Australia v India: Debutants Mohammed Siraj and Shubman Gill feature in Team of the Series

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  • In the midst of a pandemic, Australia and India served up one of the greatest Test series of all time which went right down the wire at the historic Gabba.

    A severely depleted India squad scripted a comeback for the ages in Brisbane, with their young starlets playing a starring role in breaching Australia’s fortress at the venue.

    At the end of a intense four-Test series that had us all holding our collective breath, we have put together an XI of the best performers from either side.


    In a series where most openers failed to fire, Rohit Sharma’s middling displays are enough to carry him into the final XI. The India star only entered the fray in the penultimate Test in Sydney as a late arrival in the quarantine bubble, and immediately provided a massive upgrade on Prithvi Shaw and Mayank Agarwal.

    In his first overseas tour as an opener, Rohit looked comfortable for the most part. What will rankle him is the fact that he failed to get the most out of his good starts at the crease.


    In a series which threw up several success stories, few were bigger than that of Shubman Gill validating his status as the next big thing of cricket. The 21-year-old looked as assured as any veteran against Australia’s intimidating new ball attack, and helped himself to 259 runs at an average of nearly 52 in his debut Test series.

    Gill’s back-foot punches were a joy to behold, while his stylish pull shots made the likes of Mitchell Starc look pedestrian. A certified future superstar who has now cemented his place in the Indian side on the back of just six innings.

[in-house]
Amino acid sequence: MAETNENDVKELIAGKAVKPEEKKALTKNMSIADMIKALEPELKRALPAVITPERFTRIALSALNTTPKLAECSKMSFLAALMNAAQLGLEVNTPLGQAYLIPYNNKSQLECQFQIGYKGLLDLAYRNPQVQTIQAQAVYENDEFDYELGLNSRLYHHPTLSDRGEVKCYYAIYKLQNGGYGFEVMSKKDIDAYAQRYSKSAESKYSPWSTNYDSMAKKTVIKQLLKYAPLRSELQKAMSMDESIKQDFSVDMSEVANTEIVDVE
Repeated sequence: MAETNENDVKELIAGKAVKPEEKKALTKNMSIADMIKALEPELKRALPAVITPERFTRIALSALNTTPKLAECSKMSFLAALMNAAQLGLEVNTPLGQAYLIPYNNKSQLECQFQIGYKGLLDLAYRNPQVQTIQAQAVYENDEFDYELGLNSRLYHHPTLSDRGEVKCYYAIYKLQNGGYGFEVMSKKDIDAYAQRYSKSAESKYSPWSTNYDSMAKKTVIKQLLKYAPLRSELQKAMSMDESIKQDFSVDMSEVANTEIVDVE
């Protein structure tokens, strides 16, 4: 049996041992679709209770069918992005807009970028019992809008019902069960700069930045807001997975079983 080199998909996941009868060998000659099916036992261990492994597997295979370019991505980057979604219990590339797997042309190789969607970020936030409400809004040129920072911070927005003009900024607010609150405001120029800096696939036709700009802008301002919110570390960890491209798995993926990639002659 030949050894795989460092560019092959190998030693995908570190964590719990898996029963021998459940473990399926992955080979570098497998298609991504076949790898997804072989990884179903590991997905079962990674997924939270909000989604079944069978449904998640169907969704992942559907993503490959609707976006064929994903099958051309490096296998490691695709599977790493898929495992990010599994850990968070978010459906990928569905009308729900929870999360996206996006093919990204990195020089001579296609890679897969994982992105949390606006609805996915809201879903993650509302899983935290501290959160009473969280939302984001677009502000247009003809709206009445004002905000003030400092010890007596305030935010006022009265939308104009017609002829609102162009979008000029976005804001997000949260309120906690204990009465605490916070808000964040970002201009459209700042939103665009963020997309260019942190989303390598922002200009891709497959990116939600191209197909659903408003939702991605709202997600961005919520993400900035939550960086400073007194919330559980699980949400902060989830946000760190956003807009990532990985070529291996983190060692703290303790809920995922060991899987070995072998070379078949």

The Australian batsman lived dangerously at times and can be grateful to India’s fielders spilling multiple catches. However, he did make the most of his luck to finish the series as its leading run-scorer by a fair margin. Adding a fifth Test ton to his kitty in the process, Labuschagne ensured that his remarkable transformation over the past year and half continued unabated.

    With Steve Smith failing to fire in the opening two Tests of the series, it was the 26-year-old who held fort for Australia with some consistent displays in Adelaide and Melbourne.


    The Aussie linchpin had a torrid time in the first and second Tests, with his poor form even seeing him relinquish his No1 ICC ranking to Kane Williamson. Just when the critics were starting to circle around Smith, he answered them with a defiant ton in Sydney.

    The right-hander came agonisingly close to making it two centuries in a row before falling for 81 in the second innings at the SCG. He did finish the series on a strong note as well, with his quick-fire fifty at the Gabba. Ultimately, only Labuschagne scored more runs in the series despite Smith’s abysmal start.


    Rahane’s stature has been enhanced significantly after the poise he showed in lifting India’s squad post the departure of Virat Kohli. The middle-order stalwart’s composed century in Melbourne ignited India’s historic comeback in the series, with the innings helping the visitors post a commanding lead in the Test.

    The manner in which Rahane shuffled his depleted troops around over the course of the series, along with his excellent tactics and acumen make him an automatic pick for skipper of this XI. He is yet to be beaten as a stand-in skipper of India’s Test squad.